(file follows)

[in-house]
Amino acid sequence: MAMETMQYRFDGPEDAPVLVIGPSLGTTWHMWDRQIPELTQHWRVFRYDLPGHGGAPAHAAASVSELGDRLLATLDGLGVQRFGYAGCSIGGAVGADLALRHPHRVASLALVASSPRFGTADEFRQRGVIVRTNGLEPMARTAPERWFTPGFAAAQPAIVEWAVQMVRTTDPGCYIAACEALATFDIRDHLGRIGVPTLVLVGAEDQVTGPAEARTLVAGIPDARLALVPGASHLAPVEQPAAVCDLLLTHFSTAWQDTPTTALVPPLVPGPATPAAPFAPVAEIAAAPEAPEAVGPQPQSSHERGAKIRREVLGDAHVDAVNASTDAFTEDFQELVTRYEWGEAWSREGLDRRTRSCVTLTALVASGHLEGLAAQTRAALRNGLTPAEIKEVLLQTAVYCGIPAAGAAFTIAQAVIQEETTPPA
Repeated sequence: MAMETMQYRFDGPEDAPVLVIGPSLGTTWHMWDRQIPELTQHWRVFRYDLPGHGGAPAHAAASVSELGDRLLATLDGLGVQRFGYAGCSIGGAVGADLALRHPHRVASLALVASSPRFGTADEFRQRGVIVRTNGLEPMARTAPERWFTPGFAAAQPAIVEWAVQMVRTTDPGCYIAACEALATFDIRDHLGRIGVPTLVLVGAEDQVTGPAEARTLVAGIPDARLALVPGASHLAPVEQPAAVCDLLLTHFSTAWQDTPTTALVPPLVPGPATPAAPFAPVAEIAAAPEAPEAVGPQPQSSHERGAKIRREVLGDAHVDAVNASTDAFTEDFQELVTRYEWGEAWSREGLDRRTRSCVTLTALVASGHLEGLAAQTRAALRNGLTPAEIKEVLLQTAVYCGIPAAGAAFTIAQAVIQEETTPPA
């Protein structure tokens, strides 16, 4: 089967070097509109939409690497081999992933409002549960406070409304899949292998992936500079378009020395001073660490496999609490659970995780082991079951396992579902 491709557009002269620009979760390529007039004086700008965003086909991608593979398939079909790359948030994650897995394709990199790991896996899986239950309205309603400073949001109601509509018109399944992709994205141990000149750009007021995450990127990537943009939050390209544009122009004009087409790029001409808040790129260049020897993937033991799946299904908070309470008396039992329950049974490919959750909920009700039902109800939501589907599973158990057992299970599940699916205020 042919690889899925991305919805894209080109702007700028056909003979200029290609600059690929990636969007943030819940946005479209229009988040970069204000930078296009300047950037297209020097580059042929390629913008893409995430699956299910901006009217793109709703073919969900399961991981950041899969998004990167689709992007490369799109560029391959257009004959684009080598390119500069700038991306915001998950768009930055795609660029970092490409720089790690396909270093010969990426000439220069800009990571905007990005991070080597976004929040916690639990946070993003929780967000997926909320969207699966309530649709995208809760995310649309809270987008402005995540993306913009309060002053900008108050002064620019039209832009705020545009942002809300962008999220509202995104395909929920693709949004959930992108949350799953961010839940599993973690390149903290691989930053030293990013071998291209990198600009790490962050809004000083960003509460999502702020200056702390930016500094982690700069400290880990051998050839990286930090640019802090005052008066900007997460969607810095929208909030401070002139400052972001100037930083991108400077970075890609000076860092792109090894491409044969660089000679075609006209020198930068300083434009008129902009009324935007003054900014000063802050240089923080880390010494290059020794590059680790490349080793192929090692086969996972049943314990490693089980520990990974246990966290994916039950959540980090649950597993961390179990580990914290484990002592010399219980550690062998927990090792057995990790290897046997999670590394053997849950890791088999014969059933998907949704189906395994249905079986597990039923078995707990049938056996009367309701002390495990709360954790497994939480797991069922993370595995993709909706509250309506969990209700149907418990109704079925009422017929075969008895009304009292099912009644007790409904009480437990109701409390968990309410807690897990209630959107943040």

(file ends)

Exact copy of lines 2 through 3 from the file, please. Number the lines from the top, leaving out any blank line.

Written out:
Amino acid sequence: MAMETMQYRFDGPEDAPVLVIGPSLGTTWHMWDRQIPELTQHWRVFRYDLPGHGGAPAHAAASVSELGDRLLATLDGLGVQRFGYAGCSIGGAVGADLALRHPHRVASLALVASSPRFGTADEFRQRGVIVRTNGLEPMARTAPERWFTPGFAAAQPAIVEWAVQMVRTTDPGCYIAACEALATFDIRDHLGRIGVPTLVLVGAEDQVTGPAEARTLVAGIPDARLALVPGASHLAPVEQPAAVCDLLLTHFSTAWQDTPTTALVPPLVPGPATPAAPFAPVAEIAAAPEAPEAVGPQPQSSHERGAKIRREVLGDAHVDAVNASTDAFTEDFQELVTRYEWGEAWSREGLDRRTRSCVTLTALVASGHLEGLAAQTRAALRNGLTPAEIKEVLLQTAVYCGIPAAGAAFTIAQAVIQEETTPPA
Repeated sequence: MAMETMQYRFDGPEDAPVLVIGPSLGTTWHMWDRQIPELTQHWRVFRYDLPGHGGAPAHAAASVSELGDRLLATLDGLGVQRFGYAGCSIGGAVGADLALRHPHRVASLALVASSPRFGTADEFRQRGVIVRTNGLEPMARTAPERWFTPGFAAAQPAIVEWAVQMVRTTDPGCYIAACEALATFDIRDHLGRIGVPTLVLVGAEDQVTGPAEARTLVAGIPDARLALVPGASHLAPVEQPAAVCDLLLTHFSTAWQDTPTTALVPPLVPGPATPAAPFAPVAEIAAAPEAPEAVGPQPQSSHERGAKIRREVLGDAHVDAVNASTDAFTEDFQELVTRYEWGEAWSREGLDRRTRSCVTLTALVASGHLEGLAAQTRAALRNGLTPAEIKEVLLQTAVYCGIPAAGAAFTIAQAVIQEETTPPA